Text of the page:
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1.  Prescription Acquired Acetaminophen Use and the Risk of Asthma in Adults: A Case Control Study 
The Annals of pharmacotherapy  2012;46(12):1598-1608.
Background
Studies have examined the association between acetaminophen (APAP) use and asthma; however, their interpretation is limited by a number of methodological issues.
Objective
We sought to investigate the association between recent and chronic prescription acquired acetaminophen use and asthma.
Methods
This was a retrospective case control study using a 10% random sample of the IMS LifeLink commercial claims data from 1997 to 2009. Cases had to have at least 1 incident claim of asthma. 3:1 controls matched on age, gender, and region were randomly chosen. APAP exposure, dose and duration were measured in the 7 and 30 days (recent) and in the 1-year (chronic) look-back period. Multivariable conditional logistic regression was used to estimate the risk of asthma associated with acetaminophen use adjusted for comorbidities, other drugs increasing asthma risk, and health system factors.
Results
There were 28,892 cases and 86,676 controls with mean age 42.7 years and 37.7% were males. 22.6% cases and 18.2% controls had APAP exposure in the pre-index year with mean cumulative doses of 78.7 gm and 59.8 gm respectively. There was no significant association between recent prescription APAP exposure and asthma (7 days: OR = 1.02, p = 0.74; 30 days: OR = 0.97, p = 0.38). Cumulative prescription APAP dose in the year prior increased asthma risk compared to APAP nonusers (<=1 kg: OR = 1.09, p <0.001 and >1 kg: OR = 1.60, p=0.02). Duration of prescription APAP use >30 days was associated with elevated asthma risk (OR = 1.39, p <0.001).
Conclusion
Chronic prescription-acquired APAP use was associated with an increased risk of asthma while recent use was not. However, over the counter APAP use was not captured in this study and further epidemiologic research with complete APAP exposure ascertainment and research on pathophysiological mechanisms is needed to confirm these relationships.
doi:10.1345/aph.1R430
PMCID: PMC3793244  PMID: 23170033
Asthma; Acetaminophen; Pharmacoepidemiology; Acetaminophen toxicity
2.  Associations between maternal genotypes and metabolites implicated in congenital heart defects 
Molecular genetics and metabolism  2012;107(3):596-604.
Background
The development of non-syndromic congenital heart defects (CHDs) involves a complex interplay of genetics, metabolism, and lifestyle. Previous studies have implicated maternal single nucleotide polymorphisms (SNPs) and altered metabolism in folate-related pathways as CHD risk factors.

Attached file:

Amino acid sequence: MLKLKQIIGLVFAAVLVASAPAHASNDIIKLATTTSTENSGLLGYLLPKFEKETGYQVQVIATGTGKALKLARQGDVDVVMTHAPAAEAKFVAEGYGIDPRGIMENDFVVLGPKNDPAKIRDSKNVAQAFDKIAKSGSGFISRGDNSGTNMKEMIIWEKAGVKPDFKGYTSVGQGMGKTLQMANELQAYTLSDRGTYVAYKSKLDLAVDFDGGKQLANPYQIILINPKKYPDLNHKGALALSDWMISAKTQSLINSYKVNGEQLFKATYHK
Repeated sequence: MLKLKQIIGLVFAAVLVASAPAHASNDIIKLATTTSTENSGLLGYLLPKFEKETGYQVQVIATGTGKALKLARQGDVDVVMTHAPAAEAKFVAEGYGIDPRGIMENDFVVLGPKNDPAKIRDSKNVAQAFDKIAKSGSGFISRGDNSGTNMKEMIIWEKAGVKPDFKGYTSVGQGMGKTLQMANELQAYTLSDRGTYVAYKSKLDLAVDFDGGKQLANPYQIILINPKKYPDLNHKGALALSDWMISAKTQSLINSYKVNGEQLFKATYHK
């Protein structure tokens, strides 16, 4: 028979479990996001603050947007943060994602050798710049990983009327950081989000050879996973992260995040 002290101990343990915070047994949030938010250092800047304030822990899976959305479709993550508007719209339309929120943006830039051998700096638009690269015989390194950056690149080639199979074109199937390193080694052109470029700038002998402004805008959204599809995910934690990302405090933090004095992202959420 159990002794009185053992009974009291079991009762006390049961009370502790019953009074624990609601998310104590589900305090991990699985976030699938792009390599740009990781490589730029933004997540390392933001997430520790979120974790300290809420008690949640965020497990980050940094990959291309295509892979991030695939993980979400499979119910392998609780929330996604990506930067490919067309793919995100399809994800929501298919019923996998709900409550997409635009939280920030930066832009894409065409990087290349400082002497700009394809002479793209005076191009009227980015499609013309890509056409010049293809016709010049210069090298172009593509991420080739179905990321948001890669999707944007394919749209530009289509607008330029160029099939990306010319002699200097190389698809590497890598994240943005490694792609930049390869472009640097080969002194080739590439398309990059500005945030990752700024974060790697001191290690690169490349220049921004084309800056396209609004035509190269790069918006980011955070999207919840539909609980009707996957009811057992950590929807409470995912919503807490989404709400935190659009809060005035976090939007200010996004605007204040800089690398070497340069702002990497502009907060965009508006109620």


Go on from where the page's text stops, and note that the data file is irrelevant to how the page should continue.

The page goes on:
Objective
We sought to discover associations between maternal SNPs and metabolites involved in the homocysteine, folate, and transsulfuration pathways, and determine if these associations differ between CHD cases and controls.
Design
Genetic, metabolic, demographic, and lifestyle information was available for 335 mothers with CHD-affected pregnancies and 263 mothers with unaffected pregnancies. Analysis was conducted on 1160 SNPs, 13 plasma metabolites, and 2 metabolite ratios. A two-stage multiple linear regression was fitted to each combination of SNP and metabolite/ratio.
Results
We identified 4 SNPs in the methionine adenosyltransferase II alpha (MAT2A) gene that were associated with methionine levels. Three SNPs in tRNA aspartic acid methyltransferase 1 (TRDMT1) gene were associated with total plasma folate levels. Glutamylcysteine (GluCys) levels were associated with multiple SNPs within the glutathione peroxidase 6 (GPX6) and O-6-methylguanine-DNA methyltransferase (MGMT) genes. The regression model revealed interactions between genotype and case-control status in the association of total plasma folate, total glutathione (GSH), and free GSH, to SNPs within the MGMT, 5,10-methenyltetrahydrofolate synthetase (MTHFS), and catalase (CAT) genes, respectively.
Conclusions
Our study provides further evidence that genetic variation within folate-related pathways accounts for inter-individual variability in key metabolites. We identified specific SNP-metabolite relationships that differed in mothers with CHD-affected pregnancies, compared to controls. Our results underscore the importance of multifactorial studies to define maternal CHD risk.
doi:10.1016/j.ymgme.2012.09.022
PMCID: PMC3523122  PMID: 23059056